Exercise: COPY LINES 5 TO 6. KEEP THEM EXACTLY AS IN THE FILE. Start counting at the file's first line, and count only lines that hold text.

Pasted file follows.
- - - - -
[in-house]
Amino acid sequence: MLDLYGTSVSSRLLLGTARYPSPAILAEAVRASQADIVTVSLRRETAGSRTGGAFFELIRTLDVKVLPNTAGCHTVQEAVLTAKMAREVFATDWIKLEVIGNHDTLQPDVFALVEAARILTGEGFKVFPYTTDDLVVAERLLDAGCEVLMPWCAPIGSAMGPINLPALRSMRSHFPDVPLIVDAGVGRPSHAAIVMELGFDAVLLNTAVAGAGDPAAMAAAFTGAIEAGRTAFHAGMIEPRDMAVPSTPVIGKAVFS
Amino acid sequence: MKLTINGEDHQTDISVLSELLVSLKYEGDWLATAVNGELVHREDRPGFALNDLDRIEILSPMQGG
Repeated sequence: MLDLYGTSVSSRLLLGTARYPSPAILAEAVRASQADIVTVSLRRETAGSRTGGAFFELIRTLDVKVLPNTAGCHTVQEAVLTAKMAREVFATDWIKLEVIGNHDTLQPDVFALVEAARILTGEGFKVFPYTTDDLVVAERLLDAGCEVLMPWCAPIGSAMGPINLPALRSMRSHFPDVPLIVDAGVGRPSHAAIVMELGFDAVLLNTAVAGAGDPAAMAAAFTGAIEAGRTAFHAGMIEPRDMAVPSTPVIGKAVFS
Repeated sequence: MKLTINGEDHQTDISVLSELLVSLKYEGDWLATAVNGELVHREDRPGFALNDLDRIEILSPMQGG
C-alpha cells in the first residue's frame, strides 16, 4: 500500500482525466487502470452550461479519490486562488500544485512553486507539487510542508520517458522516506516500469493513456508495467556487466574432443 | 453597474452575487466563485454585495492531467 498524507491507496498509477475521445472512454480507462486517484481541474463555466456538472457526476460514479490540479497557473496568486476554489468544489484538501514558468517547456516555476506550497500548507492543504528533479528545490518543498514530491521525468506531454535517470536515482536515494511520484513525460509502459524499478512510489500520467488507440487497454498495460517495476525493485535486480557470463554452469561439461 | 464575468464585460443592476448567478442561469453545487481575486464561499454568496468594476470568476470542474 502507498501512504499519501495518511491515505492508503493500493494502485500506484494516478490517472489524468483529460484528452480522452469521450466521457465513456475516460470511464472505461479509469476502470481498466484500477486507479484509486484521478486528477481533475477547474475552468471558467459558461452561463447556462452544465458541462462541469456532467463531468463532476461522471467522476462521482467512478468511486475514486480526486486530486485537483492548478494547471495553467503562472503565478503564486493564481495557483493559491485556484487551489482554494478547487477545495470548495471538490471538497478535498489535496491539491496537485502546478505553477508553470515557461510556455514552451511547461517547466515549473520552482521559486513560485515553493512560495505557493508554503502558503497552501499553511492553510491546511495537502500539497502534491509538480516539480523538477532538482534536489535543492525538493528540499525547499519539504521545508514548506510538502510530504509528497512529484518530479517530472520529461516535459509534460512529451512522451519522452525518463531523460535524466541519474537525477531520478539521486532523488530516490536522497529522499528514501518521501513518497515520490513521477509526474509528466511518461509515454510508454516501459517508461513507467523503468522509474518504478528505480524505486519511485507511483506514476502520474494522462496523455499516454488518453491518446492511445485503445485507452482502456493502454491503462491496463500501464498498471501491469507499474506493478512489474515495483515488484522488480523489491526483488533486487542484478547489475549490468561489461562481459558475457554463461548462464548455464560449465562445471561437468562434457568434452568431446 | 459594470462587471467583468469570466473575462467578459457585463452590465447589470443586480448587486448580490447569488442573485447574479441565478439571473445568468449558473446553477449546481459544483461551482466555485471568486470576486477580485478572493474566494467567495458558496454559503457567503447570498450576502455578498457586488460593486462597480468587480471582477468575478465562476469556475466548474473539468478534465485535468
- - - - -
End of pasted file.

Repeated sequence: MKLTINGEDHQTDISVLSELLVSLKYEGDWLATAVNGELVHREDRPGFALNDLDRIEILSPMQGG
C-alpha cells in the first residue's frame, strides 16, 4: 500500500482525466487502470452550461479519490486562488500544485512553486507539487510542508520517458522516506516500469493513456508495467556487466574432443 | 453597474452575487466563485454585495492531467 498524507491507496498509477475521445472512454480507462486517484481541474463555466456538472457526476460514479490540479497557473496568486476554489468544489484538501514558468517547456516555476506550497500548507492543504528533479528545490518543498514530491521525468506531454535517470536515482536515494511520484513525460509502459524499478512510489500520467488507440487497454498495460517495476525493485535486480557470463554452469561439461 | 464575468464585460443592476448567478442561469453545487481575486464561499454568496468594476470568476470542474 502507498501512504499519501495518511491515505492508503493500493494502485500506484494516478490517472489524468483529460484528452480522452469521450466521457465513456475516460470511464472505461479509469476502470481498466484500477486507479484509486484521478486528477481533475477547474475552468471558467459558461452561463447556462452544465458541462462541469456532467463531468463532476461522471467522476462521482467512478468511486475514486480526486486530486485537483492548478494547471495553467503562472503565478503564486493564481495557483493559491485556484487551489482554494478547487477545495470548495471538490471538497478535498489535496491539491496537485502546478505553477508553470515557461510556455514552451511547461517547466515549473520552482521559486513560485515553493512560495505557493508554503502558503497552501499553511492553510491546511495537502500539497502534491509538480516539480523538477532538482534536489535543492525538493528540499525547499519539504521545508514548506510538502510530504509528497512529484518530479517530472520529461516535459509534460512529451512522451519522452525518463531523460535524466541519474537525477531520478539521486532523488530516490536522497529522499528514501518521501513518497515520490513521477509526474509528466511518461509515454510508454516501459517508461513507467523503468522509474518504478528505480524505486519511485507511483506514476502520474494522462496523455499516454488518453491518446492511445485503445485507452482502456493502454491503462491496463500501464498498471501491469507499474506493478512489474515495483515488484522488480523489491526483488533486487542484478547489475549490468561489461562481459558475457554463461548462464548455464560449465562445471561437468562434457568434452568431446 | 459594470462587471467583468469570466473575462467578459457585463452590465447589470443586480448587486448580490447569488442573485447574479441565478439571473445568468449558473446553477449546481459544483461551482466555485471568486470576486477580485478572493474566494467567495458558496454559503457567503447570498450576502455578498457586488460593486462597480468587480471582477468575478465562476469556475466548474473539468478534465485535468